Prolog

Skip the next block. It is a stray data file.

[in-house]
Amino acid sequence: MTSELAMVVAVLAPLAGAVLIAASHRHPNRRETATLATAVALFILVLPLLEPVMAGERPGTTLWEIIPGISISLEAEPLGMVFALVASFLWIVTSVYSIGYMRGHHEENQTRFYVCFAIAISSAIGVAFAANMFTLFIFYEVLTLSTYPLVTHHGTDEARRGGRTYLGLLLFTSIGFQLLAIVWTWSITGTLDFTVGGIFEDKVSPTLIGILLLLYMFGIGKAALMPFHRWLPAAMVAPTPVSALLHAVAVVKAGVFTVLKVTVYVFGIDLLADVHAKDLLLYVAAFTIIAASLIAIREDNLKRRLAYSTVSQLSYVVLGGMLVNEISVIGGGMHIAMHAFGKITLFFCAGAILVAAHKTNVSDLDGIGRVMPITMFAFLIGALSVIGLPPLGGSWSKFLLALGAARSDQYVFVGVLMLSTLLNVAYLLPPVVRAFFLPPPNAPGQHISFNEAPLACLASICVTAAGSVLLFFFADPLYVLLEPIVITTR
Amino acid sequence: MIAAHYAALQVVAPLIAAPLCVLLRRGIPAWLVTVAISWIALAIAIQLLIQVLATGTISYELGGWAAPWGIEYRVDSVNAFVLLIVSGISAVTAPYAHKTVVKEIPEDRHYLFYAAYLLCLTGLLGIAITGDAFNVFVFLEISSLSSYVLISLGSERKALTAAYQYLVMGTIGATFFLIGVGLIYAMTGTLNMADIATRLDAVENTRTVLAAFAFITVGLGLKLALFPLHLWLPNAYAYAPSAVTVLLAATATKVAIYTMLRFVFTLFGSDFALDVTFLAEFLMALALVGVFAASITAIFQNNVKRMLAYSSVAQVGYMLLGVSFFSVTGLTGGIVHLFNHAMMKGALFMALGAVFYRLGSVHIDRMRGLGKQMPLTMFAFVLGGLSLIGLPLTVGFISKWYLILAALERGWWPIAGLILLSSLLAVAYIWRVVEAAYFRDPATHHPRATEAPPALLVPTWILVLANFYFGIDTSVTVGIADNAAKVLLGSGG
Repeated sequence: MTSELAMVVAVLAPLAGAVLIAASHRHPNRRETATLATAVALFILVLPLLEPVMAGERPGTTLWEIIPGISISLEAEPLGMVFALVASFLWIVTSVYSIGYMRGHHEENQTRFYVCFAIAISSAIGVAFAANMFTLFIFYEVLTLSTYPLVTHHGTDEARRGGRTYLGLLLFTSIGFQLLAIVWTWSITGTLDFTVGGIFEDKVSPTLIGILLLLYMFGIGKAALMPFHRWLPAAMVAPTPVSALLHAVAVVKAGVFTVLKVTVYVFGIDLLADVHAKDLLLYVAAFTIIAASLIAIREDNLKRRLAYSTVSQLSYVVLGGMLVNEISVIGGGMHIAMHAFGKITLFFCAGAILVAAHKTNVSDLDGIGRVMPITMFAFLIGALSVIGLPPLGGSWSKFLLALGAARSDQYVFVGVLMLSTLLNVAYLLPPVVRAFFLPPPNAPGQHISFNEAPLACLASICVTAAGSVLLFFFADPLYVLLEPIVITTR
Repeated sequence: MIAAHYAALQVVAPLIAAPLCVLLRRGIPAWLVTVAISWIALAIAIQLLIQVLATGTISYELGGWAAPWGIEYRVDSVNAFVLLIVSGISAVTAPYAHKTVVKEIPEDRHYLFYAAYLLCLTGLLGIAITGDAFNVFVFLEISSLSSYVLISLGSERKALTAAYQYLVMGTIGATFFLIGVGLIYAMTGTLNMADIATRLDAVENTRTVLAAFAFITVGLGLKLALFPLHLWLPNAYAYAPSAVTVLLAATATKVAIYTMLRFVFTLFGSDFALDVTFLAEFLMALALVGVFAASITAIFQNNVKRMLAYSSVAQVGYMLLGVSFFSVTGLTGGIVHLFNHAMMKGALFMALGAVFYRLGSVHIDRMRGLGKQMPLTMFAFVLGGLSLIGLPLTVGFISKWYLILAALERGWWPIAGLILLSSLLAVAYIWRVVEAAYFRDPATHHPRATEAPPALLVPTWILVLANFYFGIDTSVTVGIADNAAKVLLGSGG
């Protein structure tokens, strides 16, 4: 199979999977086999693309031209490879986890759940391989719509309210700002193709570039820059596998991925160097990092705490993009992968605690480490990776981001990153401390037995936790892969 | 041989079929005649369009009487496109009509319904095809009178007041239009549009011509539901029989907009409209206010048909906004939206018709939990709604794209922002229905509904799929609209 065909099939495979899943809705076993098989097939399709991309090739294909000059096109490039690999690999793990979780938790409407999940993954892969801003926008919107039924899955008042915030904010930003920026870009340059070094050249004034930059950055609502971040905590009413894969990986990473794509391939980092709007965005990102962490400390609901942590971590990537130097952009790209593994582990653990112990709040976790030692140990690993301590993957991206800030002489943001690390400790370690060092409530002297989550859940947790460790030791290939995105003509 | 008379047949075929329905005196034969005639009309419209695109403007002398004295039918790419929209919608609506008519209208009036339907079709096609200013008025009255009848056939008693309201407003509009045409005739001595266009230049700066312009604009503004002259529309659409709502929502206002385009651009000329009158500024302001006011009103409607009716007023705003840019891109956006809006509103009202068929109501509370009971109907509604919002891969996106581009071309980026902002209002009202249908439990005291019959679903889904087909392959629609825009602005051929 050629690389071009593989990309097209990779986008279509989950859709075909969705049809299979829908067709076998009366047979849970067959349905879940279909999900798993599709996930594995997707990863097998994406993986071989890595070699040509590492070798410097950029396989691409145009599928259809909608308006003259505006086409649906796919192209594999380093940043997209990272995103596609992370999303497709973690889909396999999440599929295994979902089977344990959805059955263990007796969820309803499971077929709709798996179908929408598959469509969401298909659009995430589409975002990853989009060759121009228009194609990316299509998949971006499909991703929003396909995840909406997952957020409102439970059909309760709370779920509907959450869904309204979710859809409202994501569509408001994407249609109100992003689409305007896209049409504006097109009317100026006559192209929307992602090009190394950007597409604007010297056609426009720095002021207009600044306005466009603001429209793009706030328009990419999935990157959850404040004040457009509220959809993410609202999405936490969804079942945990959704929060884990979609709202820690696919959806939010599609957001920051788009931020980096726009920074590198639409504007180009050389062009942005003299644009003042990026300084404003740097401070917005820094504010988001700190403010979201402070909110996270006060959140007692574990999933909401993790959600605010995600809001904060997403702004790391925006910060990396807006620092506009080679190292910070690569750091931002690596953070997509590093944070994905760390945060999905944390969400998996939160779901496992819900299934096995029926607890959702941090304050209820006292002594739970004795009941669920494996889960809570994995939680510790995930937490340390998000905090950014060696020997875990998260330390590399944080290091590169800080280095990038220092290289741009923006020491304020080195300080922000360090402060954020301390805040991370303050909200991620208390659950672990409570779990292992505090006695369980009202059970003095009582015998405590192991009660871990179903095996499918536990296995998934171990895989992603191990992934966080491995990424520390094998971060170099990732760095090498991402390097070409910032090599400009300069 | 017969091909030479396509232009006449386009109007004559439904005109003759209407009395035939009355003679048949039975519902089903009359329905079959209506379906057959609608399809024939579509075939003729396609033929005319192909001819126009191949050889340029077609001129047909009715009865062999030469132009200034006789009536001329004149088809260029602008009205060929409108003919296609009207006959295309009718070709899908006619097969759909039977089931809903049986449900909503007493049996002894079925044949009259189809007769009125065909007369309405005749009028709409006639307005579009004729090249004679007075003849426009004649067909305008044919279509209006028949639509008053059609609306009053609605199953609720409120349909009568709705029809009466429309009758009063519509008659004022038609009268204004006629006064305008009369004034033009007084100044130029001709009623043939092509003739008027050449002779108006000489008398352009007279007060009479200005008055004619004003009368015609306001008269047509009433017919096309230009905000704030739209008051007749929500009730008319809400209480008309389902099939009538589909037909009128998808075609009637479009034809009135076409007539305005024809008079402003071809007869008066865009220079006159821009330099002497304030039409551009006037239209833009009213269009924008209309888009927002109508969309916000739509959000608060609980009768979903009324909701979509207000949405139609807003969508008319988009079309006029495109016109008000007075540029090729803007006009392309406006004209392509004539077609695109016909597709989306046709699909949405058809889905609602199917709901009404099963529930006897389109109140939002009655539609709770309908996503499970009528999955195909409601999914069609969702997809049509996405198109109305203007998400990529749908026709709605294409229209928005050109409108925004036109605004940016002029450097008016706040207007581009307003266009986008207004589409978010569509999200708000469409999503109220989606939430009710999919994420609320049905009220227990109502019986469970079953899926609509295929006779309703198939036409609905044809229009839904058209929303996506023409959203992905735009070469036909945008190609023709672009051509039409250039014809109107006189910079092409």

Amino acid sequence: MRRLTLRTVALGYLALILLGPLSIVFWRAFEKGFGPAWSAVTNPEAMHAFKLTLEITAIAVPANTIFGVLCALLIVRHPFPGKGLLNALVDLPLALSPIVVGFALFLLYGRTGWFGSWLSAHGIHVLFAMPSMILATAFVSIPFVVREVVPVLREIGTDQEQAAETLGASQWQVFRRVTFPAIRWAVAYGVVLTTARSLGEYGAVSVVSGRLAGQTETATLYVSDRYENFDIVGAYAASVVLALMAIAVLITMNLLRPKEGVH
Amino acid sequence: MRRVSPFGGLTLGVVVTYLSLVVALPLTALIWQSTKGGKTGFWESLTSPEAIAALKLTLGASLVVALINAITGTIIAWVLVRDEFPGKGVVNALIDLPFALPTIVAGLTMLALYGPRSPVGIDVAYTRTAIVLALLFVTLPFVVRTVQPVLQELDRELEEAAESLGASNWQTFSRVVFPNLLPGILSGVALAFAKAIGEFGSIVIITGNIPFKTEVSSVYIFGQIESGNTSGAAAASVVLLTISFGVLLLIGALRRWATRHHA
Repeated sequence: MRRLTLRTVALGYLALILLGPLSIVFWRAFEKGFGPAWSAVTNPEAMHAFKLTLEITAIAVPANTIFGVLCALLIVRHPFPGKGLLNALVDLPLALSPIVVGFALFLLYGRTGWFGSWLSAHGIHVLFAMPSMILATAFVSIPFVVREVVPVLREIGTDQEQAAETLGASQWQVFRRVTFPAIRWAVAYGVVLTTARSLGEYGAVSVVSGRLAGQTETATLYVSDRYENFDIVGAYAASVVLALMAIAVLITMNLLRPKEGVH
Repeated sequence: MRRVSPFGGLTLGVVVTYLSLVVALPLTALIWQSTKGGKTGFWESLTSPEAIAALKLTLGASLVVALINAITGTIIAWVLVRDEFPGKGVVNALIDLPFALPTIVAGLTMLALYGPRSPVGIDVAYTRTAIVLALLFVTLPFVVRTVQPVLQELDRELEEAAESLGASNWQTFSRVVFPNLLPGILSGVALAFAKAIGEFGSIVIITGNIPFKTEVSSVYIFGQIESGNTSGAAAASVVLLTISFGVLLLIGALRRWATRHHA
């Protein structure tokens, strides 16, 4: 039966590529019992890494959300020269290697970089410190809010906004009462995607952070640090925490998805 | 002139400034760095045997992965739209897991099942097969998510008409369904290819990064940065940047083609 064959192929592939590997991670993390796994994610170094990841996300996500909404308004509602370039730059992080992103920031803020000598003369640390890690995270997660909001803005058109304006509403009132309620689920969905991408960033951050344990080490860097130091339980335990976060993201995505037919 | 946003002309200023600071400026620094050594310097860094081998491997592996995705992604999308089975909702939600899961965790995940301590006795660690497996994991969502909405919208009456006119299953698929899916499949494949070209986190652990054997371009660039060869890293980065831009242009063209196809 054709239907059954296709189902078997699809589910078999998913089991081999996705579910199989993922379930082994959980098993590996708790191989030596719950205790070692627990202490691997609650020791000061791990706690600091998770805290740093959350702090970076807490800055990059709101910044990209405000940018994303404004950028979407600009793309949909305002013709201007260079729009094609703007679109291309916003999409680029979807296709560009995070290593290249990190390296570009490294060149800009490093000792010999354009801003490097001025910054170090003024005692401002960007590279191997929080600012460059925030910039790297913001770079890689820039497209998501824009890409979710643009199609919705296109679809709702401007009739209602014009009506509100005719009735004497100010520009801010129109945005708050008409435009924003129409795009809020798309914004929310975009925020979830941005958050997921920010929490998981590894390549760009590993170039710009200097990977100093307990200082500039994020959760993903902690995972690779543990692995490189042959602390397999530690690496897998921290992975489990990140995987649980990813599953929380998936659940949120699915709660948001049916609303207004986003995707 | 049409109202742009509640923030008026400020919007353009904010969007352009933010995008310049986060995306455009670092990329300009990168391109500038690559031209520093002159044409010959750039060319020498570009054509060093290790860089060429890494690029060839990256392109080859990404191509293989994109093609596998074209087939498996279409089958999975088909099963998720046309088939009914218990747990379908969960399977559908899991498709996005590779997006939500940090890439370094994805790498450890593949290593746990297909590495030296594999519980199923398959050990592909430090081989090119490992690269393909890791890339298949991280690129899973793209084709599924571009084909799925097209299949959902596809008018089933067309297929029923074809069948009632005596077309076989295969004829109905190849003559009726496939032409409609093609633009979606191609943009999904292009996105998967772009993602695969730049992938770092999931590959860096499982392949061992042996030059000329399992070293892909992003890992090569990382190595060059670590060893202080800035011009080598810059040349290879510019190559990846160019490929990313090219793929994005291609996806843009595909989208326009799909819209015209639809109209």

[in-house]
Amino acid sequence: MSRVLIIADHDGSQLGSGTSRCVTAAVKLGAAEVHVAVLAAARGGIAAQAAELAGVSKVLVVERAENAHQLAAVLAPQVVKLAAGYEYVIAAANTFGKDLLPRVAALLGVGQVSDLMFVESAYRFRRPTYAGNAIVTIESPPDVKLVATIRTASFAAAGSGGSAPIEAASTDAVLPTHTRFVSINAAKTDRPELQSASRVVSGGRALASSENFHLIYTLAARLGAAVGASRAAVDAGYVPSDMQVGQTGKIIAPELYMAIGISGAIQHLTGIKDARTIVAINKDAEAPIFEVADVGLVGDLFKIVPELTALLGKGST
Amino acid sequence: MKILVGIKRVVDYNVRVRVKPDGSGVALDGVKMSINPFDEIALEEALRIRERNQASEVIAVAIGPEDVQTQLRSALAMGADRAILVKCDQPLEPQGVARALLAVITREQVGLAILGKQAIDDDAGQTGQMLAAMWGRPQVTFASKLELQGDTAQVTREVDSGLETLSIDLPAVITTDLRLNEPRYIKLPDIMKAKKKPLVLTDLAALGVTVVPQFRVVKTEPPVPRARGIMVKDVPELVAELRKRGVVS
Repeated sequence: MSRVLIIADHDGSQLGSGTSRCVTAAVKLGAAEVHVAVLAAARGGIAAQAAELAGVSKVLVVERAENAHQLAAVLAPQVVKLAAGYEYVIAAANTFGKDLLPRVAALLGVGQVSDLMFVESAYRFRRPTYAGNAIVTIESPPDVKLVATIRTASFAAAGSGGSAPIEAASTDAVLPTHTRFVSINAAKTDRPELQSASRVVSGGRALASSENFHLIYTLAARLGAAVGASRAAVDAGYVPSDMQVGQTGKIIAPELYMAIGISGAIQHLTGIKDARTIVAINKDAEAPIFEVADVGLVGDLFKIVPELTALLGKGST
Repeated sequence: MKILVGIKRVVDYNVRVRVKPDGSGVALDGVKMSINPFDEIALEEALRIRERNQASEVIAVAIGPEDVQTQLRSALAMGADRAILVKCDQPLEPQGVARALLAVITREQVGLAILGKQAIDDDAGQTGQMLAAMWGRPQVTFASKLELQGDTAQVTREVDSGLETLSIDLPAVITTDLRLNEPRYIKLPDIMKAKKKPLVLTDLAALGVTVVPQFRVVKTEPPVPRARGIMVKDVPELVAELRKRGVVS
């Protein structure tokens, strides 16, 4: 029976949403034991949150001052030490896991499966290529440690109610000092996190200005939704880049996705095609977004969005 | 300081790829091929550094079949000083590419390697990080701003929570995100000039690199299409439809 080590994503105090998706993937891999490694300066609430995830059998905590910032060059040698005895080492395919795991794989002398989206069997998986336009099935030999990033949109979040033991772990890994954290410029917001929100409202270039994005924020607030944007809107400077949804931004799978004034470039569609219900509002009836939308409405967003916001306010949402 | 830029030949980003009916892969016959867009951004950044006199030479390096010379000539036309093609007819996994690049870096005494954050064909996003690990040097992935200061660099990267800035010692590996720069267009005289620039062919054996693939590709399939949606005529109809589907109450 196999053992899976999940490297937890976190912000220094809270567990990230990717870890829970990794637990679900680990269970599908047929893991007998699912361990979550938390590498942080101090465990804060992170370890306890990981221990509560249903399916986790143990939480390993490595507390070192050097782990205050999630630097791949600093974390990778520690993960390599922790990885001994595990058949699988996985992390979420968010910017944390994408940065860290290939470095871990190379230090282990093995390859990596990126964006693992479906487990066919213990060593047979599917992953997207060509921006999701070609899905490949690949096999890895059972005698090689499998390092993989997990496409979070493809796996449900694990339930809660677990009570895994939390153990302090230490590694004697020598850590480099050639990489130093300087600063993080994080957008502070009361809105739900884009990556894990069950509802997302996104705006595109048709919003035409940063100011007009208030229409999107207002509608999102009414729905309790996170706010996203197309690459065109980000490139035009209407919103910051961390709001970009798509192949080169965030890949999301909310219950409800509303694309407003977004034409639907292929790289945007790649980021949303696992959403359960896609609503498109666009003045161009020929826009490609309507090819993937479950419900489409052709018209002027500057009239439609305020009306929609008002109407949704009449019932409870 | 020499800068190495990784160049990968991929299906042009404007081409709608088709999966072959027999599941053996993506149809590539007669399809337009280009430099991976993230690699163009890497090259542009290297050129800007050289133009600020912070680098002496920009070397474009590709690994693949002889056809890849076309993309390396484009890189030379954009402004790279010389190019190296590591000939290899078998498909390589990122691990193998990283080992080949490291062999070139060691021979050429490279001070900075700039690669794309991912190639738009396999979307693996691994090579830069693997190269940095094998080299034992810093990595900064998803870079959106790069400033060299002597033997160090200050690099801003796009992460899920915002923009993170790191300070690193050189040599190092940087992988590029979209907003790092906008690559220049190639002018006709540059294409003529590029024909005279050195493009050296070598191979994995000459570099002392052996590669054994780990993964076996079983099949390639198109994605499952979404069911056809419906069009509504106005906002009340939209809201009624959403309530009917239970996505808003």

I’ve been involved in many projects large and small both as a project leader and team member.  It’s been my experience that the projects that were both smaller and shorter needed greater attention to things like budget and schedule because there was less room for error.  If a large project that was scheduled to last 18 months ran over budget for 1 or 2 months there would be time to detect and correct the problem, assuming it wasn’t the last few months.  On the other hand, a small project that is scheduled to last 3 months had the same problem by the time the problem is detected the project is almost over and there’s no time for any kind of recovery action.  I think a SOHO business is very much like a small short project, i.e. not a whole lot of room for detection of problems and their recovery.  One of the key features of operations planning is to put some things into place early to keep those problems from happening and when they happen anyway give you the tools to detect them early and correct them quickly.  I know you know your business inside and out and are an expert in your field but you’re probably still not convinced that you need this “operations planning stuff”.